As a rule, archeologists focus on material culture, whereas cultural anthropologists focus on symbolic culture, although ultimately both groups maintain interests in the relationships between these two dimensions. Moreover, anthropologists understand "culture" to refer not only to consumption goods, but to the general processes which produce such goods and give them meaning, and to the social relationships and practices in which such objects and processes become embedded. Archaeology, archeology, or archæology (from the Greek words αρχαίος = ancient and λόγος = word/speech/discourse) is the study of human cultures through the recovery, documentation and analysis of material remains and environmental data, including architecture, artifacts, biofacts, human remains, and landscapes. ... Cultural anthropology, also called social anthropology or socio-cultural anthropology, forms one of four commonly-recognized fields of anthropology, the holistic study of humanity. ... In economics Final goods are goods that are ultimately consumed rather than used in the production of another good. ...


Ways of looking at culture

Culture as civilization

Many people today have an idea of "culture" that developed in Europe during the 18th and early 19th centuries. This notion of culture reflected inequalities within European societies, and between European powers and their colonies around the world. It identifies "culture" with "civilization" and contrasts it with "nature." According to this way of thinking, one can classify some countries as more civilized than others, and some people as more cultured than others. Some cultural theorists have thus tried to eliminate popular or mass culture from the definition of culture. Theorists such as Matthew Arnold (1822-1888) or the Leavises regard culture as simply the result of "the best that has been thought and said in the world”[9] Arnold contrasted culture with social chaos or anarchy. On this account, culture links closely with social cultivation: the progressive refinement of human behavior. Arnold consistently uses the word this way: "... culture being a pursuit of our total perfection by means of getting to know, on all the matters which most concern us, the best which has been thought and said in the world".[9] World map showing Europe Political map Europe is one of the seven continents of Earth which, in this case, is more a cultural and political distinction than a physiographic one, leading to various perspectives about Europes borders. ... The word civilization (or civilisation) has a variety of meanings related to human society. ... The deepest visible-light image of the universe, the Hubble Ultra Deep Field. ... Caricature from Punch, 1881: Admit that Homer sometimes nods, That poets do write trash, Our Bard has written Balder Dead, And also Balder-dash Matthew Arnold (24 December 1822 – 15 April 1888) was an English poet and cultural critic, who worked as an inspector of schools. ... Frank Raymond Leavis (July 14, 1895 - April 14, 1978) was an influential British literary critic of the early-to-mid-twentieth century. ...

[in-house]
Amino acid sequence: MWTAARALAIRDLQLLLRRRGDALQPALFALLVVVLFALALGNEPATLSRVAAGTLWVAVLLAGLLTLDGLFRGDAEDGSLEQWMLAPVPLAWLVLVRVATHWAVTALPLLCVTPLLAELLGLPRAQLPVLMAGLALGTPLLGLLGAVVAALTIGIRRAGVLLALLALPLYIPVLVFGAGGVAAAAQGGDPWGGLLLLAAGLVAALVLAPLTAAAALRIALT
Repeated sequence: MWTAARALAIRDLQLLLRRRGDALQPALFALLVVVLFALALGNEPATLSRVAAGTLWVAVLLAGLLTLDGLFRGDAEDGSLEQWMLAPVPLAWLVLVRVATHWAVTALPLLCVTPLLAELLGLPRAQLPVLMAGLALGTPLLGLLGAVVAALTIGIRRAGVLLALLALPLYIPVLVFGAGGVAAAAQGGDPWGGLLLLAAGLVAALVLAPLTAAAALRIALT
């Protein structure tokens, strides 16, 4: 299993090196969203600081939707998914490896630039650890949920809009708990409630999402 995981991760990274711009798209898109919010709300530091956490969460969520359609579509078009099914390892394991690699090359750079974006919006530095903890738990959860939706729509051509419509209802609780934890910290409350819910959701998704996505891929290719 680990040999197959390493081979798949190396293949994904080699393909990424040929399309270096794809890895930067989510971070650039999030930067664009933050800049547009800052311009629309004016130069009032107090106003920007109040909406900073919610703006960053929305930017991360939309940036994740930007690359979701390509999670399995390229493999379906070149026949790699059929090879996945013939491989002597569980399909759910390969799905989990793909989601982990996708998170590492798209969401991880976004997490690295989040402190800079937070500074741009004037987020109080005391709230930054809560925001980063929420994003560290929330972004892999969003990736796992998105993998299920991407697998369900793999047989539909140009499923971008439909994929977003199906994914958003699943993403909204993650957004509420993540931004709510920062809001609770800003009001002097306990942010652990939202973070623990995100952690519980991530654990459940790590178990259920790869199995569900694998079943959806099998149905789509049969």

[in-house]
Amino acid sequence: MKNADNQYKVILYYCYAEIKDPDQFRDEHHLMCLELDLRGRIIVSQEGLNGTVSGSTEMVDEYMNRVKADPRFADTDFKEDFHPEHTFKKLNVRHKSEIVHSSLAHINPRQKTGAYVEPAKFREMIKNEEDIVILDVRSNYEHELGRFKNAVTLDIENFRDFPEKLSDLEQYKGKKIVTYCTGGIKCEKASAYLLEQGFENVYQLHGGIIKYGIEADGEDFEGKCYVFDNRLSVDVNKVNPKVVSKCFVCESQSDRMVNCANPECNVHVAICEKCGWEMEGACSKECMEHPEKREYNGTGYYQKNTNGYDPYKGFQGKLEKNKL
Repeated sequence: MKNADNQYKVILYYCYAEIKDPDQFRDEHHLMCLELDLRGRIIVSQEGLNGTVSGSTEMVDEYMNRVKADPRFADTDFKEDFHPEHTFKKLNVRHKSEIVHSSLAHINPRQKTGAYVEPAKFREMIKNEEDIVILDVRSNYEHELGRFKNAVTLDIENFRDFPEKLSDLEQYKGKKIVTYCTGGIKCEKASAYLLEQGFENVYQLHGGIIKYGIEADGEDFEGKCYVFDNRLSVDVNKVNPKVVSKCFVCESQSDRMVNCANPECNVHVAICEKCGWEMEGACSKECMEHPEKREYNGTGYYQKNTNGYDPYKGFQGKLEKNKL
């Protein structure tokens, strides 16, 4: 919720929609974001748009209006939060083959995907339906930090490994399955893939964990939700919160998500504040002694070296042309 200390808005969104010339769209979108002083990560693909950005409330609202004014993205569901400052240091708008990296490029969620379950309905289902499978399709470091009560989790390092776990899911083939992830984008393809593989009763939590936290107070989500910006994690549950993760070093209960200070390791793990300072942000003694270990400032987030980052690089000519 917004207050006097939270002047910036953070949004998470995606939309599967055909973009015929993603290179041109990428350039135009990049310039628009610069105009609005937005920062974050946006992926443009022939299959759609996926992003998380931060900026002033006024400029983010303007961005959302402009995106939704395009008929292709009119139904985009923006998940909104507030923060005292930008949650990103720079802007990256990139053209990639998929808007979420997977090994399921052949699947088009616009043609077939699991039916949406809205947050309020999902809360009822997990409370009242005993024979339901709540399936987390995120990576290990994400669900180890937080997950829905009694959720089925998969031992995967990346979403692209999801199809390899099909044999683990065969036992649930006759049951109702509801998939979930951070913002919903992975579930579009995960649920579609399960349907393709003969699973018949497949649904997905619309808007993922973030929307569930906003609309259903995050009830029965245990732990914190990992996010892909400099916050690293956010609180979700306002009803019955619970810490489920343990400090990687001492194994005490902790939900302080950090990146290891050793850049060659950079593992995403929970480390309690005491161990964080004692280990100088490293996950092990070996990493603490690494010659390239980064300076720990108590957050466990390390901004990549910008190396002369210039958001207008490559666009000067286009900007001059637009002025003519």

In practice, culture referred to élite goods and activities such as haute cuisine, high fashion or haute couture, museum-caliber art and classical music, and the word cultured described people who knew about, and took part in, these activities. For example, someone who used 'culture' in the sense of 'cultivation' might argue that classical music is more refined than music produced by working-class people, such as punk rock or the indigenous music traditions of aboriginal peoples of Australia. Image File history File links Download high resolution version (600x681, 95 KB) xfer from wikipedia a better color reproduction w:Image:Degas. ... Image File history File links Download high resolution version (600x681, 95 KB) xfer from wikipedia a better color reproduction w:Image:Degas. ... Edgar Degas Edgar Degas (July 19, 1834 – September 27, 1917) was a French artist famous for his work in painting, sculpting, and drawing. ... Look up elite, élite in Wiktionary, the free dictionary. ... Haute cuisine (literally high cooking in French) is a cookery style that originated in Napoleonic France under the influence of the chef Antoine Carême and was elaborated by Auguste Escoffier. ... Haute couture (French for high sewing or high dressmaking; IPA: ) refers to the creation of exclusive fashions. ... The National Gallery in London, a famous museum. ... Venus de Milo exhibited in the Louvre museum, France. ... Classical music is a broad, somewhat imprecise term, referring to music produced in, or rooted in the traditions of, European art, ecclesiastical and concert music, encompassing a broad period from roughly 1000 to the present day. ... Classical music is a broad, somewhat imprecise term, referring to music produced in, or rooted in the traditions of, European art, ecclesiastical and concert music, encompassing a broad period from roughly 1000 to the present day. ... Punk rock is an anti-establishment music movement beginning around 1976 (although precursors can be found several years earlier), exemplified and popularised by The Ramones, the Sex Pistols, The Clash and The Damned. ...